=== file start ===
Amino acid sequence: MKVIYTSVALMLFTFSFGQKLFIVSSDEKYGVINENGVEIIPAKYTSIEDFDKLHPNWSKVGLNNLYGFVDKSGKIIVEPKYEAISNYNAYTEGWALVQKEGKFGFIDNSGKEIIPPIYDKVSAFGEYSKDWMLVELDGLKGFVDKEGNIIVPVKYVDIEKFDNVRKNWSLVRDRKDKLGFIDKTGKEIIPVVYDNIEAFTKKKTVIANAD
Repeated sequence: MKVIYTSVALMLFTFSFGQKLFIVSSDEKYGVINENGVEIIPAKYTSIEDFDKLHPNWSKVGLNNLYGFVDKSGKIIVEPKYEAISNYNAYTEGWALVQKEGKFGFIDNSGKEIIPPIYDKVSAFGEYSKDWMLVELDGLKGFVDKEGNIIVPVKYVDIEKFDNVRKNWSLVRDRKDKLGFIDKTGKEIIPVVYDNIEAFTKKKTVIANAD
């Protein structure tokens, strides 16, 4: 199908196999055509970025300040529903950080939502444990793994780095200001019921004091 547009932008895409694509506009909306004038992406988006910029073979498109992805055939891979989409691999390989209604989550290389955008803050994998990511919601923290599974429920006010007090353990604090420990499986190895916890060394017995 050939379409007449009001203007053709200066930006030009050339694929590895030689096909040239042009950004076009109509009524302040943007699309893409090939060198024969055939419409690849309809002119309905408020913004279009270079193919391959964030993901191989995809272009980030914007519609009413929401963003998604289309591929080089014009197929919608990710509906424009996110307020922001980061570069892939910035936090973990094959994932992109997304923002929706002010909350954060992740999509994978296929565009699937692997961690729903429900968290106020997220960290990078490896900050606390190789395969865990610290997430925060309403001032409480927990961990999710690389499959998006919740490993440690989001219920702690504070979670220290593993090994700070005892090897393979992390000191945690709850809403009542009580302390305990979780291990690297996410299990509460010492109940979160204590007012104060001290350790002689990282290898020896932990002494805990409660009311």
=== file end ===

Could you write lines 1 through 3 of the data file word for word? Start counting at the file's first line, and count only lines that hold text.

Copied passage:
Amino acid sequence: MKVIYTSVALMLFTFSFGQKLFIVSSDEKYGVINENGVEIIPAKYTSIEDFDKLHPNWSKVGLNNLYGFVDKSGKIIVEPKYEAISNYNAYTEGWALVQKEGKFGFIDNSGKEIIPPIYDKVSAFGEYSKDWMLVELDGLKGFVDKEGNIIVPVKYVDIEKFDNVRKNWSLVRDRKDKLGFIDKTGKEIIPVVYDNIEAFTKKKTVIANAD
Repeated sequence: MKVIYTSVALMLFTFSFGQKLFIVSSDEKYGVINENGVEIIPAKYTSIEDFDKLHPNWSKVGLNNLYGFVDKSGKIIVEPKYEAISNYNAYTEGWALVQKEGKFGFIDNSGKEIIPPIYDKVSAFGEYSKDWMLVELDGLKGFVDKEGNIIVPVKYVDIEKFDNVRKNWSLVRDRKDKLGFIDKTGKEIIPVVYDNIEAFTKKKTVIANAD
């Protein structure tokens, strides 16, 4: 199908196999055509970025300040529903950080939502444990793994780095200001019921004091 547009932008895409694509506009909306004038992406988006910029073979498109992805055939891979989409691999390989209604989550290389955008803050994998990511919601923290599974429920006010007090353990604090420990499986190895916890060394017995 050939379409007449009001203007053709200066930006030009050339694929590895030689096909040239042009950004076009109509009524302040943007699309893409090939060198024969055939419409690849309809002119309905408020913004279009270079193919391959964030993901191989995809272009980030914007519609009413929401963003998604289309591929080089014009197929919608990710509906424009996110307020922001980061570069892939910035936090973990094959994932992109997304923002929706002010909350954060992740999509994978296929565009699937692997961690729903429900968290106020997220960290990078490896900050606390190789395969865990610290997430925060309403001032409480927990961990999710690389499959998006919740490993440690989001219920702690504070979670220290593993090994700070005892090897393979992390000191945690709850809403009542009580302390305990979780291990690297996410299990509460010492109940979160204590007012104060001290350790002689990282290898020896932990002494805990409660009311």